This volume sets this half’s storyline in motion (yeah, part VII was rather a proloque,like part I for the first half).
After the events in”The Hunted” (no accurate dates, but it takes place “many years later”, though still in the 16th century, and definitely looooong before 1588, I guess it’s around the mid-1570s) Andrej Delany and his friend Abu Dun have arrived in Africa. In the middle of the Lybian desert they encounter gruesome slavetraders. To get into their headquarters the two let themself be captured. In the desert-fortress of Ali Jihn nd his minions, they meet several recently enslaved villagers and one particular woman: Redhead and Nubian (like Abu Dun) Meruhe.
Together, they help all the villagers to escape and a long journey through the desert begins, in persuit by Ali Jhin and his men. Though she is definitely not one of their kind, Meruhe also seems to have special powers. To get rid of their followers, she casts a terrible sandstorm, and vanishes with her people into the night. Andrej and Abu Dun meet her again in the next town, as the slave to the rich man Farak. The heroes free her, only to realise that she is indeed one of their kind, and even older than themselves. In their escape through the city, Andrej and Abu Dun also run across our main villains in the book: Five mysterious Nubians, “friends” of Meruhe and also the lords of all slaves (aka the people Abu Dun was looking for a long time ago), led by the dangerous Seth. After a narrow escape, a long journey through the desert begins (it’s kinda repetitive, isn’t it), and Andrej falls in love with the mysterious, mind-reading Meruhe, much to Abu Dun’s dislike.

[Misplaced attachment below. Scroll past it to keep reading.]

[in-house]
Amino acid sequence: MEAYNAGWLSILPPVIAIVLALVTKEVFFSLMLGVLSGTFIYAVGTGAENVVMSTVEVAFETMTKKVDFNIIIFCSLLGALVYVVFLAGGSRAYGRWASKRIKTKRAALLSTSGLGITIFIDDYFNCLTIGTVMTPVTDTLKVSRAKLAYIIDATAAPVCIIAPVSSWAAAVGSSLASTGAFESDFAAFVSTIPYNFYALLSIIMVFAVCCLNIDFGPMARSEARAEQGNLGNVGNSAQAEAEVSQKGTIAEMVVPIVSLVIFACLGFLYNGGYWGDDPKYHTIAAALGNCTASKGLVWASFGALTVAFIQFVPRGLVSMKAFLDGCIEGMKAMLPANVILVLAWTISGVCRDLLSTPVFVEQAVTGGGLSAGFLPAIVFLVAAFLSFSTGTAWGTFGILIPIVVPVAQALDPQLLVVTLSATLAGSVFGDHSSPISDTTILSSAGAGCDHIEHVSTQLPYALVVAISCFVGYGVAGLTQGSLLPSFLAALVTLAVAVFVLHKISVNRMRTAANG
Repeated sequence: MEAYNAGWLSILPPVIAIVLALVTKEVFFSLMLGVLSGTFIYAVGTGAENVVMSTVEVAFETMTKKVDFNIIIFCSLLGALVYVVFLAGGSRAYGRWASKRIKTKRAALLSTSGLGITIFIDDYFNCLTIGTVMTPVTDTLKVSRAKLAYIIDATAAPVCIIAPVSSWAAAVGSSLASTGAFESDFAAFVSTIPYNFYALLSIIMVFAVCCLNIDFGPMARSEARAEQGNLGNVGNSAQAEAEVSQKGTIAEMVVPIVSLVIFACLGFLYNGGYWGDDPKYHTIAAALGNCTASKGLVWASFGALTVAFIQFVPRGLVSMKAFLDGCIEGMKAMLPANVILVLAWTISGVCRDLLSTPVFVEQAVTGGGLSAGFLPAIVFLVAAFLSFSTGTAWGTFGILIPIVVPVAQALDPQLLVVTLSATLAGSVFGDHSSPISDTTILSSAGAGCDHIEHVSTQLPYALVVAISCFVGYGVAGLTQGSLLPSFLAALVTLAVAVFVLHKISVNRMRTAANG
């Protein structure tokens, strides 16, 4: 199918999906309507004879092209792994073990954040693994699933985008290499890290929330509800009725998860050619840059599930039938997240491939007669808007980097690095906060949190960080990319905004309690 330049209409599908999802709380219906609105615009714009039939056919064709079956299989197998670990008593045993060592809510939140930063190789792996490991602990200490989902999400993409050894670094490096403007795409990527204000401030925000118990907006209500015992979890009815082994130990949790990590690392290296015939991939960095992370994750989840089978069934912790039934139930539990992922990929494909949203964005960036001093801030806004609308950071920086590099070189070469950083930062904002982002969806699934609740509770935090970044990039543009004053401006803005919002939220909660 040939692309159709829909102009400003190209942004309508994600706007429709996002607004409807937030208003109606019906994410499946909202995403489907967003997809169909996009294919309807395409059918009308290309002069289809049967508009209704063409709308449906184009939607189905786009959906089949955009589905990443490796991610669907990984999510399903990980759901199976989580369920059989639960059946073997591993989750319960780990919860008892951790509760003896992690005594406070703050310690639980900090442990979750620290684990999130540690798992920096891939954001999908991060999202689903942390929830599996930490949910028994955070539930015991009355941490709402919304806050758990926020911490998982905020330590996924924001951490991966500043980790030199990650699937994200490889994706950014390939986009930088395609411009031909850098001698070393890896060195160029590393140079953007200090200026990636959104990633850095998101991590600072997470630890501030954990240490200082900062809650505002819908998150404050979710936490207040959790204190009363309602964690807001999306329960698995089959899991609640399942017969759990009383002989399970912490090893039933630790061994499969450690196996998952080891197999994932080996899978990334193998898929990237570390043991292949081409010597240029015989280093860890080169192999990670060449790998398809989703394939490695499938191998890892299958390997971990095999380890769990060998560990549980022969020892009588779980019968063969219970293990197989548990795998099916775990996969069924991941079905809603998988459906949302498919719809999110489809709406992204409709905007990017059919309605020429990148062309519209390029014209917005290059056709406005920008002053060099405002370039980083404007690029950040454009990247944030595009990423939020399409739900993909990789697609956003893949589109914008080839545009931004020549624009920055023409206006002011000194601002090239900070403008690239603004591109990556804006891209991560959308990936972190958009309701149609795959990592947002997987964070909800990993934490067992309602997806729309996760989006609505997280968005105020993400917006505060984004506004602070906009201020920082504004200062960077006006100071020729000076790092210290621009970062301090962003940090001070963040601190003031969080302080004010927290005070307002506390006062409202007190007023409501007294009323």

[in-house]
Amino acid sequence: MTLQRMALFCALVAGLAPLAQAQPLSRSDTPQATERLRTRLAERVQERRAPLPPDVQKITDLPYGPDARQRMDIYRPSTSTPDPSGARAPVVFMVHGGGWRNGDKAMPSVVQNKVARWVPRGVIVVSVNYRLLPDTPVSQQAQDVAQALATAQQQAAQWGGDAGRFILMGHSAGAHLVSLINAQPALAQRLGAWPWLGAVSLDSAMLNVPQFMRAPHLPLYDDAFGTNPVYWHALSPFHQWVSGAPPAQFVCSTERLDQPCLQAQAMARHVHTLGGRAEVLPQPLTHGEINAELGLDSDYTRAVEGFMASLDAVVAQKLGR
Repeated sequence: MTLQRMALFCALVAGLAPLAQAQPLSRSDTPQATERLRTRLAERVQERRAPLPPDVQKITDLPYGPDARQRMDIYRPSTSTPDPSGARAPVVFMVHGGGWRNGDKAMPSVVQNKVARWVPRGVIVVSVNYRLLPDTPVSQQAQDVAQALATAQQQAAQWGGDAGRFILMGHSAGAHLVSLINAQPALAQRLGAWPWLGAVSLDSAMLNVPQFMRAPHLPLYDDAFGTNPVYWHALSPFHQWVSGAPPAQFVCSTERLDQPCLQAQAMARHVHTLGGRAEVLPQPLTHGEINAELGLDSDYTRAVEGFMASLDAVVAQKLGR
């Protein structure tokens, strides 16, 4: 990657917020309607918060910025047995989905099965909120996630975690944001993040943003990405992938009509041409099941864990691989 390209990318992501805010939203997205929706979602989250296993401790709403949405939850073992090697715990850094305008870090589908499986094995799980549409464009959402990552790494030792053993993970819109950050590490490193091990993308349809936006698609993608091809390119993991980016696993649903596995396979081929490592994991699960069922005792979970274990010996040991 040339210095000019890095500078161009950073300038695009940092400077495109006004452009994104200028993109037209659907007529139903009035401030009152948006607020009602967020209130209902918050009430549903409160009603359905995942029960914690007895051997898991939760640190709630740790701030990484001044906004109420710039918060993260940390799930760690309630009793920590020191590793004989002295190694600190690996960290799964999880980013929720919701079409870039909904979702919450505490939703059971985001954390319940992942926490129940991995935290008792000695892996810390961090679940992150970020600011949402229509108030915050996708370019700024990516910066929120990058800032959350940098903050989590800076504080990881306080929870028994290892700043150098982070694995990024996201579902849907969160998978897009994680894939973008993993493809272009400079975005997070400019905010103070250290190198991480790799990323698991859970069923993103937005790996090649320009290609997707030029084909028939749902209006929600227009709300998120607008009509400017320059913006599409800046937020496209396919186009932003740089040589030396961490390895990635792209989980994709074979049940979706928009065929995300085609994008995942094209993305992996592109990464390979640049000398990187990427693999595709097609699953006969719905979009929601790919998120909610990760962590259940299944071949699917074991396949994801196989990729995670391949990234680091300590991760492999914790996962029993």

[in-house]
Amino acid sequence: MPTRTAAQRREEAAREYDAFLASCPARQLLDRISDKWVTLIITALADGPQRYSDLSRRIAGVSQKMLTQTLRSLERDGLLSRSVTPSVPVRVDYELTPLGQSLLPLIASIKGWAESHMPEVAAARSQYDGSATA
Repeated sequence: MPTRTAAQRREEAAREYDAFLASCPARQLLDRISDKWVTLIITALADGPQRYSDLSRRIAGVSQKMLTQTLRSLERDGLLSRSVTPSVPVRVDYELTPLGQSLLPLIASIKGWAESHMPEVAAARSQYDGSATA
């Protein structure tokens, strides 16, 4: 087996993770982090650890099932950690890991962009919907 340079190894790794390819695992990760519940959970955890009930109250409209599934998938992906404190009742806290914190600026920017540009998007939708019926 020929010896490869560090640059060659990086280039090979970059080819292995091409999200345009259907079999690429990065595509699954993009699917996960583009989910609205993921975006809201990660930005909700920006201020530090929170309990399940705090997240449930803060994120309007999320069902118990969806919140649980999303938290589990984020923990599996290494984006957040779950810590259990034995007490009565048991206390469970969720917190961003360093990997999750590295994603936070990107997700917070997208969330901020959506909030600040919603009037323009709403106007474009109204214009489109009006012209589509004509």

In the end, in the Valley of the Kings, our heroes must face Farak, Ali Jihn and Seth, but Meruhe takes a huge step and risks everything, even the life of her people. Seth teaches her a lesson in mind-controlling, and eventually takes her with him, leaving Andrej and Abu Dun not only with a lot of gold, but also with the revelation that they just have encountered gods…
Writing the plot-summary made me realise that volume 8 was was rather ridiculous in its storyline. It’s also one of the more boring books, though it’s definitely not bad. What’s kept in mind are huge spelling mistakes (AbO Dun for example).
It’s also the first time Meruhe appears (yeah, she will return – SPOILERS!), but she is also a rather annoying character. On the one hand she is like a mother, on the other hand she behaves like a silly little girl. The revelation that she and the other Nubians are Egyptian Gods is the most interesting part of the story, as well as the first confrontation with them in the town (this is really an epic moment).
Of course Andrej sleeps with her, and of course it makes him lose his abilities – to be more precisly: his immortality (yeah, I forgot that in the plot-summary, look how important it is…). This scenario we already know from volume IV.
Also annoying is the fact that Andrej and Abu Dun still have to find out that immortals can hide themselves (I mean, not that they should be aware about that fact since volume III). At the end, there are some very, very dumb character-decisions by our protagonist Andrej.
But I like the showdown and the way it’s presented. The scene between Andrej and Meruhe at the tomb is very intense and thrilling (especially when you keep the “third night” in volume IV in mind), and though it’s not fully used, it still gives me goosebumbs. The villains are not really the villains, which is also an interesting step. Andrej and Abu Dun are no match for them (I think they are even much stronger than the demon in part VII)
All in all, “The Cursed” is ok, not that great, but definitely not bad.